Five movies in this update, I am still waiting to get my hands on a couple more Criterion DVDs before I start my marathon, so I am clearing out various queue’s and stacks.
Two films from the Hulu Criterion Collection, the first being a film by French New Wave director Francois Truffaut, Jules and Jim. It is considered one of the greatest love-triangles in the history of cinema, and it is a sprawling one at that. It follows two good friends (Jules and Jim) before the start of WWI, and they meet the beautiful Catherine. She is impulsive and seductive, and over the course of several decades, their lives become a tangled love affair. It is a beautiful and emotional film.
The other Criterion flick I watched was Le Havre, a significantly less enjoyable French film. It is about an old shoe shiner who takes in an African boy who was found on a cargo ship. The movie was really beautiful, the colors popping off the screen, but it just didn’t click with me. It felt very jumbled and incoherent at times, switching to a rock show at one point. Anyway, I probably won’t be picking it up at Barnes and Noble.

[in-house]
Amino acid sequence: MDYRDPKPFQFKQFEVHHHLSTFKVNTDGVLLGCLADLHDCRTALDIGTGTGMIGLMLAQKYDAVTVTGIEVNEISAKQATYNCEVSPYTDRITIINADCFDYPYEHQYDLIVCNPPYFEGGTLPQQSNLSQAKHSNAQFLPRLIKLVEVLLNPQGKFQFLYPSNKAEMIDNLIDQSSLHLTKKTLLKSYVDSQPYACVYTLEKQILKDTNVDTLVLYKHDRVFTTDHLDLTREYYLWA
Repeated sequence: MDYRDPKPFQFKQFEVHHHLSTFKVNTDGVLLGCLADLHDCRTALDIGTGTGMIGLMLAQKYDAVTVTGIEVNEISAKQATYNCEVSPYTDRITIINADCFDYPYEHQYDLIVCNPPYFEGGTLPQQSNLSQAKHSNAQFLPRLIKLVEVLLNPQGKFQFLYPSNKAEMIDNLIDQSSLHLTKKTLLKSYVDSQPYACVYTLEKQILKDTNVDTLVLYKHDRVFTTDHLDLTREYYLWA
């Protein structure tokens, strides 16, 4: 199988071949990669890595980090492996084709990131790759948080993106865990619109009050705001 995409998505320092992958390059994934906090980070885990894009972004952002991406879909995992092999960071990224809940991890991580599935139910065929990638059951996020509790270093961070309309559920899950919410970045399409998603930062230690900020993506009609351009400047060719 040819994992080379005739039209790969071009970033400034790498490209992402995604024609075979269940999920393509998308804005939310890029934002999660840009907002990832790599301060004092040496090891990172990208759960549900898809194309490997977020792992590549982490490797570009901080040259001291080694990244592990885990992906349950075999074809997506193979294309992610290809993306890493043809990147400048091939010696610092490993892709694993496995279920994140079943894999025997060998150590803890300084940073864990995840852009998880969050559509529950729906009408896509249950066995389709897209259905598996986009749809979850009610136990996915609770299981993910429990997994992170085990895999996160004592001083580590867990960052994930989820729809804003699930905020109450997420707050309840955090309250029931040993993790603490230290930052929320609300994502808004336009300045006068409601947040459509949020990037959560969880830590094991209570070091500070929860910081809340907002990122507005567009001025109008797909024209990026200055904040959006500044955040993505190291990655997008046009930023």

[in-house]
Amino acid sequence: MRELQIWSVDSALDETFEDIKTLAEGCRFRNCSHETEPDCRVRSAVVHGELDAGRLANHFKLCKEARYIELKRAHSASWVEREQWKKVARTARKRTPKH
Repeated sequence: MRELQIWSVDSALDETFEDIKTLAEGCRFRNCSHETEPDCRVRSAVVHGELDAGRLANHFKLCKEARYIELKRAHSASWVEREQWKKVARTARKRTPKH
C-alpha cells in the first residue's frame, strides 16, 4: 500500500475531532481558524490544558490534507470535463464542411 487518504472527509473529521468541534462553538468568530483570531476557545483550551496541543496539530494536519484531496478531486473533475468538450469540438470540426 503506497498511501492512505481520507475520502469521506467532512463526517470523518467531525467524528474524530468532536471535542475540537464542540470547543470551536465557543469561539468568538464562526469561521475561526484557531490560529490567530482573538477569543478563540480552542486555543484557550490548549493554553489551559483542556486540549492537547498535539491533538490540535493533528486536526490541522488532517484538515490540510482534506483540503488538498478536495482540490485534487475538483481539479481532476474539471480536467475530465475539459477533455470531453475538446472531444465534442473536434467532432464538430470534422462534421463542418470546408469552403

One of the greatest noir-films, The Third Man, still holds up today. Orson Welles, who hit his stride oh-so-early, is fantastic. It is textbook noir, with dutch angles, shadows that seem unnatural, and a tale that twists and turns. Noir’s have seemed to fade out of cinema as of late, and though films like L.A. Confidential have reestablished its importance to the history of cinema, they do not function entirely well without the use of black and white.
A big departure from historical epics and thrillers, Ridley Scott directed a peaceful film about a vineyard, regret, and growing up in A Good Year starring his favorite, Russell Crowe. The movie at times, especially the beginning, has an edgy feel with its editing, but once it gets to the vineyard, it becomes slightly more cheesy than exciting. Russell Crowe does well in a more slow-paced film, and the movie makes you want to drink wine much like Sideways. If you’re a fan of Crowe, or wine and Italy, check it out.
Finally, a sci-fi. The final film in the Cornetto “Trilogy”, The World’s End is a parody and homage to science-fiction films of old. It has aliens, mind-control, action, and everything you would expect from Edgar Wright (Who sadly is no longer directing Ant Man), Simon Pegg, and Nick Frost. It also has Martin Freeman (The Hobbit) in tow for the ride. It does not hold the excellence of the first two films (Shaun of the Dead and Hot Fuzz), but it certainly a fun thrill ride that ends in bizarre territory.